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Children Who See Their Divorced Parents Rowing More Likely To Suffer Mental Health Problems

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Children Who See Their Divorced Parents Rowing More Likely To Suffer Mental Health Problems

Kids are officially more likely to suffer mental health issues if they see their separated parents fighting, a study has warned.

The new piece of research, conducted by Dr Karey O'Hara, of Arizona State University, said that children caught in the crossfire of divorce are often "mentally vulnerable."

Arguing between divorced or separated parents can subsequently often cause children to experience "fear of abandonment," and lead to mental health issues further down the line.

These findings, published in the journal of Child Development, are particularly worrying seeing as more than 100,000 couples decided to part ways in 2019, according to the Office for National Statistics.

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While some divorces are amicable, others can become toxic, especially if one party harbours resentment towards the other.

Observing arguments can be traumatic for kids (Credit: Pexels)
Observing arguments can be traumatic for kids (Credit: Pexels)

And it's this bad blood which has an impact on kids.

"Conflict is a salient stressor for kids, and the link between exposure to inter-parental conflict and mental health problems in children is well established across all family types, married, cohabitating, separated and divorced," Dr O'Hara says.

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"Conflict between divorced or separated parents predicted children experiencing fear that they would be abandoned by one or both parents.

"This feeling was associated with future mental health problems, especially for those who had strong relationships with their fathers."

Being stuck in the middle of separations can be hard (Credit: Pexels)
Being stuck in the middle of separations can be hard (Credit: Pexels)

In this study, the researchers surveyed 559 children aged nine to 18 about their exposure to parental conflict, and asked whether their parents fought in front of them, spoke poorly of the other parent or asked them to carry messages.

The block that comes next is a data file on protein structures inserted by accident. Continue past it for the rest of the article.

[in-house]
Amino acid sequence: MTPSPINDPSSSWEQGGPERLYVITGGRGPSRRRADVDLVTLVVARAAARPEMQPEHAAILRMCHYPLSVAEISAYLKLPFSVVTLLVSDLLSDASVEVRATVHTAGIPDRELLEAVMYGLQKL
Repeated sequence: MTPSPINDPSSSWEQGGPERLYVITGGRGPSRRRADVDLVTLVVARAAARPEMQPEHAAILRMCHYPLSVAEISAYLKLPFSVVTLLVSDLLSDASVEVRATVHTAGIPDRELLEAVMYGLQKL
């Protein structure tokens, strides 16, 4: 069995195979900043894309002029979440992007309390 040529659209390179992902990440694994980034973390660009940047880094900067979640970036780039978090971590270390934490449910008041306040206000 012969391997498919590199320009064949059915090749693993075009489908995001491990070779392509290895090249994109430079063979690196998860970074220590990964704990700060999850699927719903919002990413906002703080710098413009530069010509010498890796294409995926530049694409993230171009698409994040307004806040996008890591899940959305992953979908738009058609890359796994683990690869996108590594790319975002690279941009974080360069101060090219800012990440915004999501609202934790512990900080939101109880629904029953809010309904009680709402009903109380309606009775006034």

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Kids who witnessed their mother and father fighting were more worried about being abandoned by one or both parents, the researchers found.

Worryingly, this feeling did not go away and persisted for three months after the children were first surveyed.

They were also more likely to develop mental health problems after 10 months, the researchers found.

Dr O'Hara has uncovered the new findings (Credit: SWNS)
Dr O'Hara has uncovered the new findings (Credit: SWNS)
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Dr O'Hara said: "When parents who are married or co-habitating engage in conflict, the child might worry about their parents separating.

"But children whose parents are divorced or separated have already seen the dissolution of their family.

"The idea that they might be abandoned might be unlikely, but it is not illogical from their perspective."

Previous studies have also shown that kids see their parents fighting as a threat. They also found that having a strong relationship with a parent buffers the child from stress.

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However, the new research found the opposite.

Dr O'Hara added: "A strong father-child relationship came at a cost when inter-parental conflict was high.

"Having a high quality parenting relationship is protective, but it is possible that quality parenting alone is not enough in the context of high levels of inter-parental conflict between divorced parents."

Featured Image Credit: Shutterstock

Topics: Life News, Mental Health, Life, health news, Parenting, Health

Joanna Freedman
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